Abstract: This paper presents a new locality of Botrychium matricariifolium, one of the rarest and critically endangered plant in Poland. The population occupies the south slope of the hill near Pomianów Górny (Lower Silesia) in the border area of the Niemczańsko-Strzelińskie Hills and the Otmuchów Lowering. It consists of one individual, which was found in the grass community of a transitional character. Dominant plants represent mainly the Festuco-Brometea and the Koelerio glaucae-Corynephoretea canescentis classes. The cover ratio of species from the Nardo-Callunetea and the Molinio-Arrhenatheretea classes was also considerably high. No anthropogenic threats were identified, which could influence the habitat of the species considered. Only the natural succession would cause significant changes in this phytocoenosis and the main threat is expansion of Calamagrostis epigejos.

Key words: rare fern, threatened plants, Sudetes Mts., Lower Silesia

 



19. Endangered, expansive and invasive species in pteridoflora of Lower Silesia

Ewa Szczęśniak

213-223


Abstract: Pteridoflora of Lower Silesia consists of 62 species and is one of the most diverse in Poland. The aim of the presented study was to determine pteridophyte reaction to human activity in Lower Silesia. Actualised list of endangered pteridophytes consists of 42 species, among them 31 are categorized as highly threatened: 2 regionally extinct (Botrychium multifidum, Woodsia ilvensis), 13 critically endangered and 16 endangered or vulnerable. Remaining 20 species are not endangered, among them 3 are expansive (Equisetum arvense, Pteridium aquilinum, Athyrium distentifolium) and 1 species is potentially invasive (Azolla filiculoides).

Key words: ferns, horsetails, club-mosses, endangered species, expansive species, invasive species, Lower



20. The analysis of the spatial structure of hart's tongue Phyllitis scolopendrium (L.) Newman population

Jan Bodziarczyk

225-234


Abstract: The paper presents results of the spatial pattern analysis in hart's tongue Phyllitis scolopendrium (L.) Newm. populations. Spatial relationships among individuals belonging to various developmental stages were determined, and the relation between the occurrence of hart's tongue fern and environmental factors was ascertained. The fine-scale spatial pattern of Phyllitis scolopendrium resulted from its life history strategy and microsite mosaics. Although the spatial patterns in various populations were variable, they displayed also some universal features. In general, juvenile plants were clumped, usually at distances between 0.5 and 1.0 m. Mature individuals displayed a random spatial pattern, and senile ones tended to be uniformly distributed, although the tendency towards regularity was statistically insignificant. Positive spatial correlation was found between the individuals belonging to the early juvenile and juvenile stages, while a negative spatial relationship was found between juvenile and senile individuals.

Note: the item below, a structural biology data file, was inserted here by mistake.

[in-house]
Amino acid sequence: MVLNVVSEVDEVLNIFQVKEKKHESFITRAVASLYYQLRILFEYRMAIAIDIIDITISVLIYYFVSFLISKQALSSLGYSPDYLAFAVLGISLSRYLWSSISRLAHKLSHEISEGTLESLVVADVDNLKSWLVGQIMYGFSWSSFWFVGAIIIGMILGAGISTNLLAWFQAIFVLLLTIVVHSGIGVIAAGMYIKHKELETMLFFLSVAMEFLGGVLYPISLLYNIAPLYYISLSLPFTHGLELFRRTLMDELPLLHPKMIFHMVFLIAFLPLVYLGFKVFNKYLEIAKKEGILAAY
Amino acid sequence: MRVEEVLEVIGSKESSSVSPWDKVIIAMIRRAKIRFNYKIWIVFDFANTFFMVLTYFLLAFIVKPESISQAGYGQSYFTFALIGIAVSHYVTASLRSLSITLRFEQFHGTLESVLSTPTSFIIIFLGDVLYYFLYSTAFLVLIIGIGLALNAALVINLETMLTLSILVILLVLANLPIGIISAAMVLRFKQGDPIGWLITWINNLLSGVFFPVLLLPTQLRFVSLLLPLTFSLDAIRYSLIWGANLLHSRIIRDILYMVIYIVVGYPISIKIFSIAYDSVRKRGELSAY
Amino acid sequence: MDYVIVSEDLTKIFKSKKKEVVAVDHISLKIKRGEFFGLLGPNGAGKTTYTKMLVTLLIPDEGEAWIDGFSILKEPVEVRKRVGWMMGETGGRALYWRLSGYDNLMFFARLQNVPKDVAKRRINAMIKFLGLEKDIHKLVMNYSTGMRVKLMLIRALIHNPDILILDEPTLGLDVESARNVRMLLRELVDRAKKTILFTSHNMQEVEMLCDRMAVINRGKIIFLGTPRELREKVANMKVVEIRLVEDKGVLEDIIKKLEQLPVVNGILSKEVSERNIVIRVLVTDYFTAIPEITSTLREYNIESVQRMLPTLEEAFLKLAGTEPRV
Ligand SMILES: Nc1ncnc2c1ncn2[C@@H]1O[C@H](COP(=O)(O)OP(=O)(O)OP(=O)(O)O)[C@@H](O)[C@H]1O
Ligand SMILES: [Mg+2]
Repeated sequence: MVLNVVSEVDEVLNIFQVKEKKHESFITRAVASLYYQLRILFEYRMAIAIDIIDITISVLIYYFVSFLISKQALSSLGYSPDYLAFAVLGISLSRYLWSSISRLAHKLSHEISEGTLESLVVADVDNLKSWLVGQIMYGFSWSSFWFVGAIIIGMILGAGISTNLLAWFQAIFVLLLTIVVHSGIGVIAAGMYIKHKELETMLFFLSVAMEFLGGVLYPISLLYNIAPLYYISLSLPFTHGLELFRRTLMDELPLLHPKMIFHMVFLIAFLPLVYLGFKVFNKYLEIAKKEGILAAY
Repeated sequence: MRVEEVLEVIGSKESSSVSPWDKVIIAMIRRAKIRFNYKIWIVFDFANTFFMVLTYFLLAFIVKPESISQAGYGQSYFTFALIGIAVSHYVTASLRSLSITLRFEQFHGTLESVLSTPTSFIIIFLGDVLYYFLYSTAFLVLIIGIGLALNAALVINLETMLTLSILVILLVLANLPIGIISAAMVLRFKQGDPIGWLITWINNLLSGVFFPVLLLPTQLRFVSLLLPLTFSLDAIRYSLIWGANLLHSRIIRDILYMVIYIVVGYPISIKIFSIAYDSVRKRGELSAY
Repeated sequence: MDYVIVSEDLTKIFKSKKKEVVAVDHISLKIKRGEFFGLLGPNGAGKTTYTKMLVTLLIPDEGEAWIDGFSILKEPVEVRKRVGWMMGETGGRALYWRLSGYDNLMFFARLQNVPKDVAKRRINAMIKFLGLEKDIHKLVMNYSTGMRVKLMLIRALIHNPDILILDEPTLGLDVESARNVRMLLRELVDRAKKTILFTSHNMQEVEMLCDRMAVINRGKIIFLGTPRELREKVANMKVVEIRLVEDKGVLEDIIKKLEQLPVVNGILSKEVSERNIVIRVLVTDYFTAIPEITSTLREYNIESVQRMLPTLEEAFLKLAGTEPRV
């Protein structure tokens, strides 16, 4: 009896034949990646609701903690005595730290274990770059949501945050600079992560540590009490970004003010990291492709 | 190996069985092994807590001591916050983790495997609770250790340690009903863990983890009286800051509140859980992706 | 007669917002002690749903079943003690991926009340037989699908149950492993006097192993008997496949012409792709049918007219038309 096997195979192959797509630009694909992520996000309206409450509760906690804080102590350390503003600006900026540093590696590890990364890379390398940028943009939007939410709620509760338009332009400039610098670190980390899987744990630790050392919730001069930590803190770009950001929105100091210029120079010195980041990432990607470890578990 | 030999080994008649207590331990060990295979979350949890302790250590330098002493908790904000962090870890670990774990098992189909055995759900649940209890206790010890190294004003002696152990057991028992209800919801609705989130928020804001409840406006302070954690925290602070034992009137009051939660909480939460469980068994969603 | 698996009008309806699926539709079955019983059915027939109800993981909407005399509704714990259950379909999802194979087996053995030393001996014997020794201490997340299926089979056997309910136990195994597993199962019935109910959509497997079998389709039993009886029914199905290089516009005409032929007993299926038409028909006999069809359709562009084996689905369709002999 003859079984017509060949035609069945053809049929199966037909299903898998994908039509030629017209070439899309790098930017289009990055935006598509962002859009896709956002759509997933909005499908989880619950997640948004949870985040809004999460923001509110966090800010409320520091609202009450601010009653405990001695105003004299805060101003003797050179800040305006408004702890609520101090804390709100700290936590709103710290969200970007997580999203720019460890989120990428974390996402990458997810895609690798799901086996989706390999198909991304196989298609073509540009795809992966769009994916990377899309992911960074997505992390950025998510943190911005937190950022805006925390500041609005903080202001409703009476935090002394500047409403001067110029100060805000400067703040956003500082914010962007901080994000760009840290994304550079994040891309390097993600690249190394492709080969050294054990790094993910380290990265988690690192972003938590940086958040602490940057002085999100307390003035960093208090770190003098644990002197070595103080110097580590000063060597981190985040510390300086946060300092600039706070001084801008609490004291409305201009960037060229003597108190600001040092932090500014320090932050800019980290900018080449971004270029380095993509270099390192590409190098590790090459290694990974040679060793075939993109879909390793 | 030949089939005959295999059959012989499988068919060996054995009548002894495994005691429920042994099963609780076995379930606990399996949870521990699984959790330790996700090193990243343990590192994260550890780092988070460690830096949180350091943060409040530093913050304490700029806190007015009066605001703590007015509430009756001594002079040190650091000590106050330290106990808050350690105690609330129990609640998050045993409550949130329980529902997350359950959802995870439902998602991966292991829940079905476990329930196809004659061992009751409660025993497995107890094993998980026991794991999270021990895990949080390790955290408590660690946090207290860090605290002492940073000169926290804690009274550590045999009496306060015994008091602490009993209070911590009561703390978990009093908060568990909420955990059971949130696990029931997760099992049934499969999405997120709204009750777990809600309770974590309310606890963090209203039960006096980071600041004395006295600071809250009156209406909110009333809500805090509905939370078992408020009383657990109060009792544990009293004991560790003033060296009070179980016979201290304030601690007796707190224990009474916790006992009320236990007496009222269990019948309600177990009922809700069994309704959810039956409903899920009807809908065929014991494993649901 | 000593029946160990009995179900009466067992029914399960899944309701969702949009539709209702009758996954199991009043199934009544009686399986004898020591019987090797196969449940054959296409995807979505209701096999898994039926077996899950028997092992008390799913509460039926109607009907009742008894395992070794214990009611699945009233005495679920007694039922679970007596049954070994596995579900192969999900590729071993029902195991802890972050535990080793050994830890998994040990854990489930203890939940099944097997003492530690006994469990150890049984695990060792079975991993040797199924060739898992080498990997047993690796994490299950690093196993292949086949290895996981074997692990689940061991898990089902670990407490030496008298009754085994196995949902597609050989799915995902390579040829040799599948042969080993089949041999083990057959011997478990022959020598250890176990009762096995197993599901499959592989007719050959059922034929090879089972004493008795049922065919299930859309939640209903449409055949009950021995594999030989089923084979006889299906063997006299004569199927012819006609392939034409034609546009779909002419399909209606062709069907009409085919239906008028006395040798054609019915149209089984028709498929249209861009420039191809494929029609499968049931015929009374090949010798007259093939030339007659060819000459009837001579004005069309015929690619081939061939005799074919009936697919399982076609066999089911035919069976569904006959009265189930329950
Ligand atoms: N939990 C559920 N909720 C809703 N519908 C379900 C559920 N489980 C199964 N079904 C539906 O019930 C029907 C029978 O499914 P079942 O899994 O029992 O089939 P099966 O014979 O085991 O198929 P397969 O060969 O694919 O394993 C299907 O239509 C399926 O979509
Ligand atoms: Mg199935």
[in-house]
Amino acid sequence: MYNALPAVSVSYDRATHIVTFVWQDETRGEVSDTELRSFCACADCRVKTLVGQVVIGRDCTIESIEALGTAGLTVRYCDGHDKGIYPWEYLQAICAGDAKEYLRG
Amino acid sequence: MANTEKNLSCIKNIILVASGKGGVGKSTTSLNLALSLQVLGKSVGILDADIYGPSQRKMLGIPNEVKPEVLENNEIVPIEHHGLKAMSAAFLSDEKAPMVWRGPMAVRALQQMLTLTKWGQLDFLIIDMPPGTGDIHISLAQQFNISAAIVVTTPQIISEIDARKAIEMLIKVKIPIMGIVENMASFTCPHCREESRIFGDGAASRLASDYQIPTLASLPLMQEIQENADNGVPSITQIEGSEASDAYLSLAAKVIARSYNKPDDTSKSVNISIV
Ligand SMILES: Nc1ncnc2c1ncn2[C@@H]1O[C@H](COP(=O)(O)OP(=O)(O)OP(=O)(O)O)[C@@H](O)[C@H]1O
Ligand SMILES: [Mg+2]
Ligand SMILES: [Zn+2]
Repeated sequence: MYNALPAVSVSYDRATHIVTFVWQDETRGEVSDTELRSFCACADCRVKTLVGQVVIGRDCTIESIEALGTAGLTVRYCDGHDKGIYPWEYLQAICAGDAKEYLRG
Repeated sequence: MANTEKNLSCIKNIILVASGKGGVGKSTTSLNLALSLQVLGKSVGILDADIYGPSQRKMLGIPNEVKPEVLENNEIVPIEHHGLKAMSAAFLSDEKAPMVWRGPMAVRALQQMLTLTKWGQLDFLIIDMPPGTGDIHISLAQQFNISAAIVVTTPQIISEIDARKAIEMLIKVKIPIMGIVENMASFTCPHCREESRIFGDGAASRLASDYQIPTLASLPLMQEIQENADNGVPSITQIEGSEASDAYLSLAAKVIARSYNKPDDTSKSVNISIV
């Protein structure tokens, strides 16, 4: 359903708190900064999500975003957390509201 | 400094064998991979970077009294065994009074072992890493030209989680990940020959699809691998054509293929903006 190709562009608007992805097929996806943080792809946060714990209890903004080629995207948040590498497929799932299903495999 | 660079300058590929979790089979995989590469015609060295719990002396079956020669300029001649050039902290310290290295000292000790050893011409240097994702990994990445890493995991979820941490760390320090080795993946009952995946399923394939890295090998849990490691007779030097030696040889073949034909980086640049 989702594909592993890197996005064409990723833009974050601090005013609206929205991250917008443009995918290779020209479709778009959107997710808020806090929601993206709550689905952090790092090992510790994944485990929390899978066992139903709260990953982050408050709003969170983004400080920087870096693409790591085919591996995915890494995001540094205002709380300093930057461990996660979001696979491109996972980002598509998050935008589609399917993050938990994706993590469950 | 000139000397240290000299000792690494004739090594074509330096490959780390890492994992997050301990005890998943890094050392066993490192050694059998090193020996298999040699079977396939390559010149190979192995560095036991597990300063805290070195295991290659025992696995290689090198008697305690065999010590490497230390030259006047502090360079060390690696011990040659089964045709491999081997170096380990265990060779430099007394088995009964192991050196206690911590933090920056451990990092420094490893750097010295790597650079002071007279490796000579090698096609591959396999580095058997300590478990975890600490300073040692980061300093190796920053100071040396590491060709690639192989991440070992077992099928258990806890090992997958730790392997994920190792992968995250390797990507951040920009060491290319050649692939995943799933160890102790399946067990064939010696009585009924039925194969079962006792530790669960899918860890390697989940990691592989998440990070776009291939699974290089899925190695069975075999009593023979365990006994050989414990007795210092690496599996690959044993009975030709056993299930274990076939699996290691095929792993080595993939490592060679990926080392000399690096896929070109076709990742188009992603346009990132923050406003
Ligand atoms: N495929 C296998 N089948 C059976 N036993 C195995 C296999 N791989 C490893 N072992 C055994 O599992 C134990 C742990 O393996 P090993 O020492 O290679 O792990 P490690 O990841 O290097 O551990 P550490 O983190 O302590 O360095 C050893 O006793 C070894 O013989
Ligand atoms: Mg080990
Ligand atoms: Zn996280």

Key words: protected species, Ripley's function, site mosaic, spatial pattern, rubble

 



21. The structure of selected stands of Lycopodium annotinum L. on the grounds of the Opoczno Forestry Management

Anna Śliwińska-Wyrzychowska

235-244


Abstract: The aim of the study was to compare the structure of two stands of Lycopodium annotinum occurring in fresh pine coniferous forest and fresh mixed pine coniferous forest. Soil fertility, determined here as a habitat type of the forest, is a factor significantly affecting the number and type of shoots produced by Lycopodium annotinum. The statistical analysis proved that two patches of Lycopodium occurring in different habitats can be treated as two separate coenopopulations despite the small distance between them. In coenopopulations occurring in the mixed coniferous forest there is a higher density of shoots with and without strobili comparing to the coenopopulation of fresh pine coniferous forest. Additionally, in the latter coenopopulation the phenomenon of atrophy is more escalated and a higher percent of shoots starts reproducing using spores.

Key words: Lycopodium annotinum, horizontal structure, vertical shoots, spatial structure, modular growth

 



22. The spatial structure and condition of Lycopodium clavatum L. in the Zrębice Forestry

Monika Bogdanowicz, Anna Śliwińska-Wyrzychowska

245-253


Abstract: The aim of the study was to estimate the condition of Lycopodium clavatum stands. The biggest area of 67m2 occupied by the club moss was located in the Calamagrostio arundinaceae-Quercetum petraeae (Hartm. 1934) Scam. et. Pass. 1959 association. The contribution of living vertical shoots was much higher than the dead ones. Horizontal shoots were strongly branched. In the Leucobryo-Pinetum W. Mat. (1962) 1973 association club mosses occupied the area of 28m2 in one stand, and in two others, 5m2 each. These stands were characterized by the high average number of dead shoots. Horizontal shoots occupied small parts of individual squares. In 2007, club moss stands in the Leucobryo-Pinetum were destroyed as a result of procedures of forest managing. Also, there were only dead shoots present in the stand localized in the Calamagrostio arundinaceae-Quercetum. We can assume that illegal collection of club moss shoots additionally results in decreasing of the stand and population numbers.

Key words: Lycopodium clavatum, horizontal shoots, vertical shoots, spatial structure, condition, polycormons